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Colorado Edition: Louisville family check-in; Colorado organization funds women and girls of color; how the Republican River got its name

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Adam Rayes
/
KUNC
Water flows through this channel from a pipeline to the North Fork Republican River, one of the few tributaries of the river in Colorado with consistent flows.

Bronwyn Brewer is a Louisville resident and single mom of three whose home was severely damaged in the Marshall Fire. The home was left standing, but uninhabitable due to smoke and soot damage. Last month, we spoke with Brewer about her family’s experience, and what navigating insurance and disaster assistance is like when a home is uninhabitable. We check in again to see how recovery is going for her family one month later.

Charitable giving in the United States hit a record high in 2020. The biggest uptick came from foundations, whose philanthropic giving increased by 17%. But according to a national report, these organizations are significantly underfunding one specific group: women and girls of color. As KUNC’s Stephanie Daniel reports, one Colorado foundation is working to change this.

Over the last month, we've brought you a series about the Republican River, which begins in northeastern Colorado and flows through Kansas and Nebraska. We've explored how water disappearing from the streams and grounds are affecting farmers in the region, and how a history of interstate lawsuits and well permits got the basin to this point. We’ve also heard about efforts to conserve more water and get it flowing through again. Today, KUNC’s Adam Rayes explores the history of the Republican River and how it got its name.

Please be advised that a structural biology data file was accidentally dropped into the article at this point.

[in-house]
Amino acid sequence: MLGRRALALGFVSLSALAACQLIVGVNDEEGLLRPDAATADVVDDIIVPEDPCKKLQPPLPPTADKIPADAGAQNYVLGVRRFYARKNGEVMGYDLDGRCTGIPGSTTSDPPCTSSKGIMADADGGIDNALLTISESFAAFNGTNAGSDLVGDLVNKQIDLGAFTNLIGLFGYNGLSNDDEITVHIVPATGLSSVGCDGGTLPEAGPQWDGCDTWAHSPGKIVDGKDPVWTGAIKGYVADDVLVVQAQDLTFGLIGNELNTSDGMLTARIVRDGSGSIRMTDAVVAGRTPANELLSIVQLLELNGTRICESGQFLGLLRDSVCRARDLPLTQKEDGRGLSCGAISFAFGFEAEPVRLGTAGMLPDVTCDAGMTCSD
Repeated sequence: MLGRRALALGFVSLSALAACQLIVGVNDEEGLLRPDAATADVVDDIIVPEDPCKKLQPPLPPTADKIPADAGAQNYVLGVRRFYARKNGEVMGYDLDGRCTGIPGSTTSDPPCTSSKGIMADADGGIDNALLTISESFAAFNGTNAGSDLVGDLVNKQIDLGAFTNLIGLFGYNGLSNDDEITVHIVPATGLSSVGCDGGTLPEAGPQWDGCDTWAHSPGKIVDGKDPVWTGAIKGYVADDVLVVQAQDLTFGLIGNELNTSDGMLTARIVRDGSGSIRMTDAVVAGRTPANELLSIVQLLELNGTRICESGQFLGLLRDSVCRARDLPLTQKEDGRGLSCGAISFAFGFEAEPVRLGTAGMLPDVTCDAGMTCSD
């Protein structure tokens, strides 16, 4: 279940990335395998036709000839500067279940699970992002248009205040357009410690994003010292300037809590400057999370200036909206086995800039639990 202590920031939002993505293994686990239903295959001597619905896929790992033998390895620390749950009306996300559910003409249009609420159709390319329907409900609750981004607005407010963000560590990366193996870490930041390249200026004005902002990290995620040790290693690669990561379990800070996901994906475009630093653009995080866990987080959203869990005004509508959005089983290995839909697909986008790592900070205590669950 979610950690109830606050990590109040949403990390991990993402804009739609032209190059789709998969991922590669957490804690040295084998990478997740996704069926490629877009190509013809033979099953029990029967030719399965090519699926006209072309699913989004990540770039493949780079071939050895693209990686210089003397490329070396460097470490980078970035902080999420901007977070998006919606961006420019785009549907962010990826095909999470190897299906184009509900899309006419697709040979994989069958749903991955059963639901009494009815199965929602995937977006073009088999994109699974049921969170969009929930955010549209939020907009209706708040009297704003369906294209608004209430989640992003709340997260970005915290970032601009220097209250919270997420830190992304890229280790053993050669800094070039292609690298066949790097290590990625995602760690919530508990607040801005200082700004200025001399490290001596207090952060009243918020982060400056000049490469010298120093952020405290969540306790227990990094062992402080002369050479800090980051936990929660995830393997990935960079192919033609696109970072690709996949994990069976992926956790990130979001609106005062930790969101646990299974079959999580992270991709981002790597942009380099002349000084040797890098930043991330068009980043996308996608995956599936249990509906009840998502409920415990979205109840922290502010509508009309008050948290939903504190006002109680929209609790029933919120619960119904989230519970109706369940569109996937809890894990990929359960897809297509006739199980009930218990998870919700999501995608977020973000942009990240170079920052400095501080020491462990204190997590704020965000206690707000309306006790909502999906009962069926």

Colorado Edition is hosted by Erin O'Toole (@ErinOtoole1) and edited by Henry Zimmerman (@kombuchacowboy). Our production team includes Tess Novotny (@tess_novotny). KUNC news director Brian Larson is our executive producer. Web was edited by digital editor Jackie Hai.

The mission of Colorado Edition is to deepen understanding of life in Northern Colorado through authentic conversation and storytelling. It's available as a podcast on iTunesSpotifyGoogle PlayStitcher, or wherever you get your podcasts.

You can hear the show on KUNC, Monday through Friday at 2:30 and at 6:30 p.m.
 
Colorado Edition is made possible with support from our KUNC members. Thank you!

Our theme music was composed by Colorado musicians Briana Harris and Johnny Burroughs. Other music in the show by Blue Dot Sessions.

KUNC's Colorado Edition is a daily look at the stories, news, people and issues important to you. It's a window to the communities along the Colorado Rocky Mountains.